Did you know that there is not a “math gene” that makes us good at math? If you haven’t read this yet: Why Do Americans Stink at Math? I would highly suggest taking the time to read. The long and short of it, is that during the industrial revolution, we took the fast track and tried to teach math the fastest way possible. We taught shortcuts instead of conceptual understanding. This method of teaching allowed our students to go directly from their education into a factory job, but it did a great disservice to a generation. This is why people believe that they are “bad at math”.

The world has changed and we can no longer do this to our students, but according to the article above we still are. Despite many attempts at changing our math practices, we still find the majority of U.S. teachers using traditional methods. Of students attending 2 year colleges, 60% of them are placed in remedial math classes, and only 25% of those students pass those classes! (Silva & White, 2013)

I would strongly recommend that you watch this video by Jo Boaler, of Stanford University. It is 20 minutes long, so if you can’t watch it all, try the first 8 minutes. In it she talks about how we need to make math a learning subject (exploratory, messy, open ended and challenging), not a performance based subject (math is only about answering questions correctly).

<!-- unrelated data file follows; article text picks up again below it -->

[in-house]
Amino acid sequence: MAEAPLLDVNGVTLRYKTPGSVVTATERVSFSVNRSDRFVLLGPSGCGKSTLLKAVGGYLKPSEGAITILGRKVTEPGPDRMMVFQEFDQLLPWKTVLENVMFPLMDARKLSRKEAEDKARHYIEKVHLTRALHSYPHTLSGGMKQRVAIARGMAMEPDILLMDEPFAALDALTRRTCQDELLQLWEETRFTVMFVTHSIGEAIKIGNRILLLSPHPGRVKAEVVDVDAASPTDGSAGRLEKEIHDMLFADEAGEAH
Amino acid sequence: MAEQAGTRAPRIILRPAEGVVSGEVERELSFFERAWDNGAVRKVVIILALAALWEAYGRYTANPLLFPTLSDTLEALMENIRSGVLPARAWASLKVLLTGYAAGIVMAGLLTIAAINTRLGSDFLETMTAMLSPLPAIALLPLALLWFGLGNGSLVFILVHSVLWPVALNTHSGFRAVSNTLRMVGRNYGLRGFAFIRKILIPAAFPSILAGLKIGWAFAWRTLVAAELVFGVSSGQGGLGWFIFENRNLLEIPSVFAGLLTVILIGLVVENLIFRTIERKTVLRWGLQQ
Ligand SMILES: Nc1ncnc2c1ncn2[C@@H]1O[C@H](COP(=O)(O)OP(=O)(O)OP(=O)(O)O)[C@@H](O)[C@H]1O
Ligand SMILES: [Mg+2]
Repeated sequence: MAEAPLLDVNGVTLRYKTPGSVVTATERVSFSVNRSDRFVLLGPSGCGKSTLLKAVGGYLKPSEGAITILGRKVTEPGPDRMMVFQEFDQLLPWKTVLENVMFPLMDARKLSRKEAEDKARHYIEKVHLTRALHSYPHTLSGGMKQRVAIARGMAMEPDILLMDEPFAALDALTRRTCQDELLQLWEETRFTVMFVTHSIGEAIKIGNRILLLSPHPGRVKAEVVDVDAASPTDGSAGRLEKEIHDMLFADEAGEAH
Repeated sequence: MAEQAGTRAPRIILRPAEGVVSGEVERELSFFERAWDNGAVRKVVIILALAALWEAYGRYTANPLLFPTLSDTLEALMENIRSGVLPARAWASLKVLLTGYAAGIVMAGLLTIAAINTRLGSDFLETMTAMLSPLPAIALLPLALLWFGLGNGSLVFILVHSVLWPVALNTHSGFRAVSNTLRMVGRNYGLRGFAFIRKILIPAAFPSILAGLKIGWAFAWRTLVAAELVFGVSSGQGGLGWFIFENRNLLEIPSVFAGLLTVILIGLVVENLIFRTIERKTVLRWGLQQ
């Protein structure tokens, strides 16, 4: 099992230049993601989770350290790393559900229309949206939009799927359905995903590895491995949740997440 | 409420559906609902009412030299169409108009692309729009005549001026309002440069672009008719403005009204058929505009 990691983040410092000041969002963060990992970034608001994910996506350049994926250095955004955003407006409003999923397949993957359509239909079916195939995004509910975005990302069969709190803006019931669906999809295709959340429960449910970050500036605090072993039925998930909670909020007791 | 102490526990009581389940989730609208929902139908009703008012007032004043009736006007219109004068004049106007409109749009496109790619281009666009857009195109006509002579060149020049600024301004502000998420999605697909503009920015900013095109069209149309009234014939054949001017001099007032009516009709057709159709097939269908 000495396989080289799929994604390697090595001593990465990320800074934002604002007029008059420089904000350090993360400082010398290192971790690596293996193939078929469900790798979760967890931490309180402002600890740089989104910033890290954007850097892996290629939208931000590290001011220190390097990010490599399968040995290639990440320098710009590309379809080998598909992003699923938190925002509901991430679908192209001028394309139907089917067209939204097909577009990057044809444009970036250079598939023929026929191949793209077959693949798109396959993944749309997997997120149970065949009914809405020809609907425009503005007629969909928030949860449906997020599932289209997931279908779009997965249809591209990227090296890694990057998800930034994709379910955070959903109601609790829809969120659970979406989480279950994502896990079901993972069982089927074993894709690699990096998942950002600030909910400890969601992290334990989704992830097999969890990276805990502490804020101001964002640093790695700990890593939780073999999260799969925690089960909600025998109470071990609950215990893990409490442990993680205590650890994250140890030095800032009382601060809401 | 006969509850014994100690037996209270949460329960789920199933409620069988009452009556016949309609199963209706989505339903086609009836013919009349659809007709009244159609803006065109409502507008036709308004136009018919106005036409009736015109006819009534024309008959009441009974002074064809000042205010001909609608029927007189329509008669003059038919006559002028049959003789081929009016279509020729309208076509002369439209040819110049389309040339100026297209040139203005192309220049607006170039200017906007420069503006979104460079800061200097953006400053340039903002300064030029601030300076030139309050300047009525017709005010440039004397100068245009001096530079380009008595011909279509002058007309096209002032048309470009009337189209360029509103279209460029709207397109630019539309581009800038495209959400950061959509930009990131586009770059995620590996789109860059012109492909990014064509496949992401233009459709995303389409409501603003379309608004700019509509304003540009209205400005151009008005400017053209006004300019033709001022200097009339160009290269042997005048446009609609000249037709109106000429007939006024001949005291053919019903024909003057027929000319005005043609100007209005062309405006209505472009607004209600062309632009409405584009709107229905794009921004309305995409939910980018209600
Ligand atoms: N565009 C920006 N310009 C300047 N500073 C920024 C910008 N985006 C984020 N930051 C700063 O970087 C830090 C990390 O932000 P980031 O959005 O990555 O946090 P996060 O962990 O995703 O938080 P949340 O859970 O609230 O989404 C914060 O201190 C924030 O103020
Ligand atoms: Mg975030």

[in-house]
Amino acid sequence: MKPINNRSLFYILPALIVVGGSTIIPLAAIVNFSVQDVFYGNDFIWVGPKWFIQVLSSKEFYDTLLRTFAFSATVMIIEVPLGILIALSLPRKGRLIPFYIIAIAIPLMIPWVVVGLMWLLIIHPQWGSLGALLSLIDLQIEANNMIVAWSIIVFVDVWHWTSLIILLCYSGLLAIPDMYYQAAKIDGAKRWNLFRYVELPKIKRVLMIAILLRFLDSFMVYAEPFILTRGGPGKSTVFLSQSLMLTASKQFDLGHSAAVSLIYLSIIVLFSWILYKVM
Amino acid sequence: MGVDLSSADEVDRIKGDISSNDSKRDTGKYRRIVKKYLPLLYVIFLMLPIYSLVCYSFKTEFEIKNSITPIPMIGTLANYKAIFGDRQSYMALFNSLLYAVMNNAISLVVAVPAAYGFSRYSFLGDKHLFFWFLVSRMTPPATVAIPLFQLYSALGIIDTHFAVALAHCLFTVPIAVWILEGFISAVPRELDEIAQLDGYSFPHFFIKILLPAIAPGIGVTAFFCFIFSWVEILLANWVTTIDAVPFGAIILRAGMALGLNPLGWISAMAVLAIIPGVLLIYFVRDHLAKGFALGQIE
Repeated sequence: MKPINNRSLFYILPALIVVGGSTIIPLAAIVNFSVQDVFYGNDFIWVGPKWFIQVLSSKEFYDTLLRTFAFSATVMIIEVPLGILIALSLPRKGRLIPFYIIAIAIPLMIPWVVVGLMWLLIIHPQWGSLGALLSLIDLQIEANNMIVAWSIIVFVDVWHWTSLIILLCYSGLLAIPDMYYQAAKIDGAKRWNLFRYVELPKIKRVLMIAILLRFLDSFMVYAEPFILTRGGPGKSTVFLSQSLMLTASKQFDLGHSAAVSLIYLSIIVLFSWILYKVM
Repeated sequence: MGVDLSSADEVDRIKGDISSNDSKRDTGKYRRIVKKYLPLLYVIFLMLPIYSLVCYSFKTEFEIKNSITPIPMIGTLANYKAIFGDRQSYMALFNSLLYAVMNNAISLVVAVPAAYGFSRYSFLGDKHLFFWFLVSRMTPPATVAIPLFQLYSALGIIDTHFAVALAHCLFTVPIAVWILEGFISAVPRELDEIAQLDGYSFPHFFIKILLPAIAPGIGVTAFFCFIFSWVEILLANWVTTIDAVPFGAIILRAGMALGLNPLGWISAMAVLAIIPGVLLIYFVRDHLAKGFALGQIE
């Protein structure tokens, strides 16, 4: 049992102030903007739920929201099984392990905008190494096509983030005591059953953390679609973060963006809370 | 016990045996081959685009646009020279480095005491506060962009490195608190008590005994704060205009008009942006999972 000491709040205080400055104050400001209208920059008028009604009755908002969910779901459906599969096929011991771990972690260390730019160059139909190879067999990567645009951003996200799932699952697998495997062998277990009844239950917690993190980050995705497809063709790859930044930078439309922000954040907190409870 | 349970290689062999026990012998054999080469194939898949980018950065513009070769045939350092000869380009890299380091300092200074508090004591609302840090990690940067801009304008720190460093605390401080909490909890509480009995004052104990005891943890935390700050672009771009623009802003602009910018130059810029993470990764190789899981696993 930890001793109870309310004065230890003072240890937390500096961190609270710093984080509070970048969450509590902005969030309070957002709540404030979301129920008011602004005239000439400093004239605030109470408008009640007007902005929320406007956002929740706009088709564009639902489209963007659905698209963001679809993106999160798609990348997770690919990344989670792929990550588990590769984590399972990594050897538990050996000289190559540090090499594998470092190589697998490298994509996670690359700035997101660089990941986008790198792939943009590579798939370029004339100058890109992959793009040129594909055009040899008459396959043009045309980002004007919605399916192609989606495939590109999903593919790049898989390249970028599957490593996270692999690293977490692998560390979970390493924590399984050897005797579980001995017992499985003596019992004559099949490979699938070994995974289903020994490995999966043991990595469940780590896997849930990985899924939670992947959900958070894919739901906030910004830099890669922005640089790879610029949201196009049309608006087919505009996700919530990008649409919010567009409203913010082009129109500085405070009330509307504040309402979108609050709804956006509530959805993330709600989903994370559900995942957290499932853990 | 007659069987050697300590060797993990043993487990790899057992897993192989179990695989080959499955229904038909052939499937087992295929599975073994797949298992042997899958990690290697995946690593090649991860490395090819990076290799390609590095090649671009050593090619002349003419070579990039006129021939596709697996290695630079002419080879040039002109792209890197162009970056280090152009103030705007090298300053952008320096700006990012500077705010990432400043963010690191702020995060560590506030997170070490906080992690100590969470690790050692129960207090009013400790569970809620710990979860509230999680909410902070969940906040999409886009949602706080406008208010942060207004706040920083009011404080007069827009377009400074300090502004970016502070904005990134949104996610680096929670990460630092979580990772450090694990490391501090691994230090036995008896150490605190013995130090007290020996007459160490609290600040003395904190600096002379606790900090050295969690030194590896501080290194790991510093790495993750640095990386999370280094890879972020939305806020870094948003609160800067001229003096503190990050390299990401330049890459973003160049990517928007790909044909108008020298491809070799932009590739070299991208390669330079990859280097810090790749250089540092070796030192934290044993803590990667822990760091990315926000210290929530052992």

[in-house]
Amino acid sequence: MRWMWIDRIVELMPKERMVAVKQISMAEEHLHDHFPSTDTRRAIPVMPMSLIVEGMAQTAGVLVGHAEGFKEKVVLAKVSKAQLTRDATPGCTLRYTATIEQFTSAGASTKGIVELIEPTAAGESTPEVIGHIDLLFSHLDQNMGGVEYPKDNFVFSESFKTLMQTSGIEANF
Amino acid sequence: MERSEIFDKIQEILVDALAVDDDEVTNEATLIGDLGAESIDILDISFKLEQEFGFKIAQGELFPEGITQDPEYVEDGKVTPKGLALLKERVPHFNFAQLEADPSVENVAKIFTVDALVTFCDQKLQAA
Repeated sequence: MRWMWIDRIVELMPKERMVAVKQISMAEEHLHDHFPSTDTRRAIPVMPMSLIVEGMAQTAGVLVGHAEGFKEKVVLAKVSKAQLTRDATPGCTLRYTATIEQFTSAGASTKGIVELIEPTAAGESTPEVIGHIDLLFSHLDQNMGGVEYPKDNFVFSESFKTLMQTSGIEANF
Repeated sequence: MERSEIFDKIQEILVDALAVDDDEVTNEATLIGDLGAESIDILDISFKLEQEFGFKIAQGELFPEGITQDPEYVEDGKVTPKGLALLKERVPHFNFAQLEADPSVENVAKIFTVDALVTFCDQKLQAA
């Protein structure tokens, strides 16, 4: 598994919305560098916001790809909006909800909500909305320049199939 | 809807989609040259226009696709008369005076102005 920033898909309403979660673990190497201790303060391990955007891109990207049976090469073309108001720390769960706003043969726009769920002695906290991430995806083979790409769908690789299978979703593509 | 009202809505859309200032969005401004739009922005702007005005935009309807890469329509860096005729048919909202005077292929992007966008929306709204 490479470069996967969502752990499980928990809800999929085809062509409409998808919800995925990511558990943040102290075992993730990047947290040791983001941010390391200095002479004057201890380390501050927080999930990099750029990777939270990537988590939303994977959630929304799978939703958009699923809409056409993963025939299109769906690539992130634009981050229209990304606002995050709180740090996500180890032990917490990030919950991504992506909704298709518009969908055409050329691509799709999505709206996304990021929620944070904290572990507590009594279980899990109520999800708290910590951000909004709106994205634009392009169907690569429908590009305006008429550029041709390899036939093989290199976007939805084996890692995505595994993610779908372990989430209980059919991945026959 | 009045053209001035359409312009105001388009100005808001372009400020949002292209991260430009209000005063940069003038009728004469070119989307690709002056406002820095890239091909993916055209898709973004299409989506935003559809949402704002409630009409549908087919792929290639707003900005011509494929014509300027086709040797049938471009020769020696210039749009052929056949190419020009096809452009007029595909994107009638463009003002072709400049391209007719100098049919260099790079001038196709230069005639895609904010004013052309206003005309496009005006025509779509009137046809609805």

To return math to being a learning subject, we can use rich open ended tasks, inquiry activities, real world projects and problems that encourage math talk and discourse! Please check out my free Reasoning Puzzle Set to try out an activity that will really get your students thinking and talking and most importantly, learning at high levels.

These are most appropriate for 3 and 4th graders, but even could be beneficial for fifth graders that are not used to thinking this way! If you end up using them, I’d love to hear how it goes.